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Border Arrests Slightly Increased in April

Plus: Undocumented make up half of U.S. farmworkers, 20,000 minors waiting to be reunited with families, and more immigration news.

This summary was featured in Documented’s Early Arrival newsletter. You can subscribe to receive it in your inbox three times per week here.

Immigration arrests and detentions along the southern border slightly increased in April to 178,622, the highest one-month total in two decades, according to recent Customs and Border Protection data. April is the first month of President Biden’s term that the total number of border crossings didn’t majorly increase, as it only rose three percent from March. CBP officials expected a jump in numbers of unaccompanied children and migrant families crossing, but those groups’ numbers declined in April. Instead, single adult migrants mostly arrived. CBP data also revealed that the number of minors taken into the agency’s custody in April dropped 9 percent. The Washington Post 

In other national immigration news…

Undocumented Farmworkers Struggle to Feed Their Families

Close to half of the 2.5 million farmworkers in the U.S. are undocumented workers, according to the U.S. Department of Agriculture. Farms have long been considered one of the most dangerous workplaces in the U.S. due to low pay, likelihood of injuries, long hours and other dangers. The John Hopkins Center for a Livable Future’s research shows how for the undocumented, food security, poor housing, language barriers and discrimination are also a part of these workers’ lives. These undocumented farmworkers pay taxes and have American children, but have few labor rights, limited access to health services and live in fear of deportation. The Guardian

20,000 Migrant Minors Waiting to be Reunited With Families

Meybelin has been living in the San Diego Convention Center for a month. She’s been waiting to be released to her brother in the U.S., and often calls her parents in El Salvador about the wait. Meybelin is one of 20,000 minors in Department of Health and Human Services custody awaiting their next move. According to the Department of Homeland Security, more than 80 percent of unaccompanied children who crossed the U.S.-Mexico border has a relative in the U.S. But connecting them with those relatives has taken a lot of time and effort. Meybelin’s attorney said her case has been moved around to different case managers, which caused her release to be pushed back. CNN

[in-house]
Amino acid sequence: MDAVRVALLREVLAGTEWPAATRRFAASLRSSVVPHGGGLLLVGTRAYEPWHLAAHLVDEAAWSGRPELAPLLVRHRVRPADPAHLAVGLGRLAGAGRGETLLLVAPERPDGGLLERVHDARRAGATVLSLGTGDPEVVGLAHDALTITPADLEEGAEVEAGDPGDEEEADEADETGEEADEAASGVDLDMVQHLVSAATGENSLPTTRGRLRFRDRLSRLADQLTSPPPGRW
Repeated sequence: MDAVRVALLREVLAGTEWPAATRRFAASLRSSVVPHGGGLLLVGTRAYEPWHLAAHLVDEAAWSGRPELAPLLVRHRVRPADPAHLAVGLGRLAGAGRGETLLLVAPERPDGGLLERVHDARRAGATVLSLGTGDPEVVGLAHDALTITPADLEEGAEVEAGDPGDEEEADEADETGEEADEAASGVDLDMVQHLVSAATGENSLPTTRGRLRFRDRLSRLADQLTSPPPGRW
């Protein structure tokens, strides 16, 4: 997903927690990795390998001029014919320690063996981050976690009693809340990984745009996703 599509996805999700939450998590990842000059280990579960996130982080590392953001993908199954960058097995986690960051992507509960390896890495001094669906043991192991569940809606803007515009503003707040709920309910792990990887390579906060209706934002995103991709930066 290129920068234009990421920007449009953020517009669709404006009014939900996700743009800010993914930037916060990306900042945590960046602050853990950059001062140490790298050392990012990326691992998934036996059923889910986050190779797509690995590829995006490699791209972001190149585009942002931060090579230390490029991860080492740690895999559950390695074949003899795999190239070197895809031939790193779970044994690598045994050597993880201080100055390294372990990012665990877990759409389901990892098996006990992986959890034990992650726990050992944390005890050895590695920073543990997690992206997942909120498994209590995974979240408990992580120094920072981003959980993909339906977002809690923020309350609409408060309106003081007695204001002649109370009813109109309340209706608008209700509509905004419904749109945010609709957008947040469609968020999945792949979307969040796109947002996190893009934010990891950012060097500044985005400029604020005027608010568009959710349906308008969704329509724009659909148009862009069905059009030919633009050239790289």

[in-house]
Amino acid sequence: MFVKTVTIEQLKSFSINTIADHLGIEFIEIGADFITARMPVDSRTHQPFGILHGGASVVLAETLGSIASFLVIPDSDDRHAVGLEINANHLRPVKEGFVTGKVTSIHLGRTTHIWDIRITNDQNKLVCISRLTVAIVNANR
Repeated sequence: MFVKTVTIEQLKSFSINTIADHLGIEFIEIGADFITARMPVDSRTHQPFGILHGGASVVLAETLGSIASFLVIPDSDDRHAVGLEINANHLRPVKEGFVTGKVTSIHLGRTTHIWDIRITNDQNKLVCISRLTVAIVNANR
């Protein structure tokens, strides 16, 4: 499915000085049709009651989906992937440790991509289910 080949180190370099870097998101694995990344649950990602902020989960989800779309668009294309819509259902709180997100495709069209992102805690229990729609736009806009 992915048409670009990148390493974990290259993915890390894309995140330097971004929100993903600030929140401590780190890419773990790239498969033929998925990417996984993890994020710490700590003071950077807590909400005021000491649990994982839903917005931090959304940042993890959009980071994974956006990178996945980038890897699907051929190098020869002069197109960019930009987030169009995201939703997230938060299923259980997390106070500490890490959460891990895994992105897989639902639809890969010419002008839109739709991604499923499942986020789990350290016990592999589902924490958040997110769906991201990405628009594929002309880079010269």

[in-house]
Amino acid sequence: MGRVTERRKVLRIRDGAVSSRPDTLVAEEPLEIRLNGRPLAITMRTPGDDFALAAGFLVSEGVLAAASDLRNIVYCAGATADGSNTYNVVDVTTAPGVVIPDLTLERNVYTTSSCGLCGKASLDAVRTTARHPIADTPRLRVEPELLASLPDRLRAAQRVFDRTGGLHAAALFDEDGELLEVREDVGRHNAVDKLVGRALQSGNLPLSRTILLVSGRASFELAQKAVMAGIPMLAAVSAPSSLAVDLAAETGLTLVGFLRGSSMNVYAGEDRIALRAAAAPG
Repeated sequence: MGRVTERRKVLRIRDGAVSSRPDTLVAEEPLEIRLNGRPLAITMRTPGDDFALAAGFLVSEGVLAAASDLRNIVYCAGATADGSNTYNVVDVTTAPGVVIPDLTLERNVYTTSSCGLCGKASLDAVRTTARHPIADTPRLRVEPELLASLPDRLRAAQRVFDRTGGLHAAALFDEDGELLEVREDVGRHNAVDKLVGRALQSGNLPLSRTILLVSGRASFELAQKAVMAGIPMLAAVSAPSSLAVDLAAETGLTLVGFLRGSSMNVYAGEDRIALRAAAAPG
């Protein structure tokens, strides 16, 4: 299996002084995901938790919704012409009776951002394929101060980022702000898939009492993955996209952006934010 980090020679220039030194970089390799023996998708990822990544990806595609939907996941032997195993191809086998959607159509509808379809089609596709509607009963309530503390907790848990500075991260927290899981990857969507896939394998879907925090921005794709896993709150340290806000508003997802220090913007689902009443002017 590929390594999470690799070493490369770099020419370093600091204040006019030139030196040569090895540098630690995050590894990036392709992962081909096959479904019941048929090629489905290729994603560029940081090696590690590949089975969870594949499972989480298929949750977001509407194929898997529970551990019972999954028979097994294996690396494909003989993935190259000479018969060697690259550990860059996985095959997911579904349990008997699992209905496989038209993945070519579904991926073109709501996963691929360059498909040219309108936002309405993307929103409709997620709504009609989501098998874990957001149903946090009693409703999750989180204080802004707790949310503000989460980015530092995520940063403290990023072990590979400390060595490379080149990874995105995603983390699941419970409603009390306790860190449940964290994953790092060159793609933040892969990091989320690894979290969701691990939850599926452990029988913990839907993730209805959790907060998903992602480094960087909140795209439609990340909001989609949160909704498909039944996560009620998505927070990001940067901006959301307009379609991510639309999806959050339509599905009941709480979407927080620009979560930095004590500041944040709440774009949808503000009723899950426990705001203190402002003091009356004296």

Advocates Pressured U.S. Government to Stop Flying Migrant Families Across Border

Customs and Border Protection confirmed that the U.S. government will stop flying migrant families across southern border states to expel them to Mexico. For the last few months, U.S. officials were placing families who crossed the border in Texas on planes and transporting them to El Paso and San Diego to expel them to Mexico. They were expelled under the Title 42 public health rule enacted under former President Donald Trump, though advocates said the flights negated the alleged purpose of the expulsions: to keep COVID-19 out of the U.S. The flights were used to avoid the Mexican government’s refusal to accept Central American migrants with young children in the busy state of Tamaulipas, which is right next to Rio Grande Valley. CBS News 

Virginia Woman Accused of Pretending to be Immigration Lawyer

Jasmine Moawad was arrested on Wednesday and accused of pretending to be an immigration lawyer working for a service called “Americanos for America Part Incorporated.” The Virginia woman would gather payments from her clients for legal services that she didn’t perform and isn’t licensed to perform, five victims said. According to a statement by Fairfax County Commonwealth’s Attorney Steev Descano, she targeted the Latino community who “may fear immigration consequences” if they spoke with the police. Moawad was charged with two class four felonies of obtaining money or a signature on false pretense. The statement said she could face 20 years in prison and a fine up to $200,000. WTOP News

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